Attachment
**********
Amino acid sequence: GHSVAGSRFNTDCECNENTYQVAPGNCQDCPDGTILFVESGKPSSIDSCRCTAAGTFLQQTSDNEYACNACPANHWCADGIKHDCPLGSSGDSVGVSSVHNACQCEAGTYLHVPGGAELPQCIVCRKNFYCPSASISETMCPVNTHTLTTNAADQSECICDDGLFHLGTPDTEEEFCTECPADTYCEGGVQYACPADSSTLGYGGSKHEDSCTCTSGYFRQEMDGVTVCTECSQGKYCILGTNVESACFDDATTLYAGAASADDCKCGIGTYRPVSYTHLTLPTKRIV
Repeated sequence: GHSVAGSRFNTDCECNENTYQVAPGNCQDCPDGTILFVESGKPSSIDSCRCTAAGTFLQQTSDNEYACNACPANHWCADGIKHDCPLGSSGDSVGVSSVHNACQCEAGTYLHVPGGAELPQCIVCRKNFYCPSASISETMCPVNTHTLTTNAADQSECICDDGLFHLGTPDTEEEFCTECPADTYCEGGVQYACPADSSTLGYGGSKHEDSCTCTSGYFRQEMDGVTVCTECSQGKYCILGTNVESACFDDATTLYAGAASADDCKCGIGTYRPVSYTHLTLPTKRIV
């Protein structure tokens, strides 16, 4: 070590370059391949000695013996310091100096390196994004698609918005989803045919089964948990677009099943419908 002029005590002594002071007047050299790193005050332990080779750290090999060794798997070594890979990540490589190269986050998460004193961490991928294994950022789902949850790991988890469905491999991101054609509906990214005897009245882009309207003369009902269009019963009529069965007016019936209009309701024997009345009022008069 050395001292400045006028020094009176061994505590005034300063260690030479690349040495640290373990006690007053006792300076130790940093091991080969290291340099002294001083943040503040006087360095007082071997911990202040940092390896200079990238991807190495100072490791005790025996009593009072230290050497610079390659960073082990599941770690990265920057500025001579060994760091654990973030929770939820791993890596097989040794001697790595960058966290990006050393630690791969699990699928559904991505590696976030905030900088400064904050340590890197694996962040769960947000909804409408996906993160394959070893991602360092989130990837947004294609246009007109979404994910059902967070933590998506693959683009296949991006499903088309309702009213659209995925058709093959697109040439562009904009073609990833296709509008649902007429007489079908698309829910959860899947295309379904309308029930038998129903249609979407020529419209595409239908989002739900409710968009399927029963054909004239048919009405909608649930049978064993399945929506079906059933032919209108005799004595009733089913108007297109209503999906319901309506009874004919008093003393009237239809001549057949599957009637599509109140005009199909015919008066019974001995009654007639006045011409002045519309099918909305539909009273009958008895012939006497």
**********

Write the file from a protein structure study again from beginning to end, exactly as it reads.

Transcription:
Amino acid sequence: GHSVAGSRFNTDCECNENTYQVAPGNCQDCPDGTILFVESGKPSSIDSCRCTAAGTFLQQTSDNEYACNACPANHWCADGIKHDCPLGSSGDSVGVSSVHNACQCEAGTYLHVPGGAELPQCIVCRKNFYCPSASISETMCPVNTHTLTTNAADQSECICDDGLFHLGTPDTEEEFCTECPADTYCEGGVQYACPADSSTLGYGGSKHEDSCTCTSGYFRQEMDGVTVCTECSQGKYCILGTNVESACFDDATTLYAGAASADDCKCGIGTYRPVSYTHLTLPTKRIV
Repeated sequence: GHSVAGSRFNTDCECNENTYQVAPGNCQDCPDGTILFVESGKPSSIDSCRCTAAGTFLQQTSDNEYACNACPANHWCADGIKHDCPLGSSGDSVGVSSVHNACQCEAGTYLHVPGGAELPQCIVCRKNFYCPSASISETMCPVNTHTLTTNAADQSECICDDGLFHLGTPDTEEEFCTECPADTYCEGGVQYACPADSSTLGYGGSKHEDSCTCTSGYFRQEMDGVTVCTECSQGKYCILGTNVESACFDDATTLYAGAASADDCKCGIGTYRPVSYTHLTLPTKRIV
């Protein structure tokens, strides 16, 4: 070590370059391949000695013996310091100096390196994004698609918005989803045919089964948990677009099943419908 002029005590002594002071007047050299790193005050332990080779750290090999060794798997070594890979990540490589190269986050998460004193961490991928294994950022789902949850790991988890469905491999991101054609509906990214005897009245882009309207003369009902269009019963009529069965007016019936209009309701024997009345009022008069 050395001292400045006028020094009176061994505590005034300063260690030479690349040495640290373990006690007053006792300076130790940093091991080969290291340099002294001083943040503040006087360095007082071997911990202040940092390896200079990238991807190495100072490791005790025996009593009072230290050497610079390659960073082990599941770690990265920057500025001579060994760091654990973030929770939820791993890596097989040794001697790595960058966290990006050393630690791969699990699928559904991505590696976030905030900088400064904050340590890197694996962040769960947000909804409408996906993160394959070893991602360092989130990837947004294609246009007109979404994910059902967070933590998506693959683009296949991006499903088309309702009213659209995925058709093959697109040439562009904009073609990833296709509008649902007429007489079908698309829910959860899947295309379904309308029930038998129903249609979407020529419209595409239908989002739900409710968009399927029963054909004239048919009405909608649930049978064993399945929506079906059933032919209108005799004595009733089913108007297109209503999906319901309506009874004919008093003393009237239809001549057949599957009637599509109140005009199909015919008066019974001995009654007639006045011409002045519309099918909305539909009273009958008895012939006497």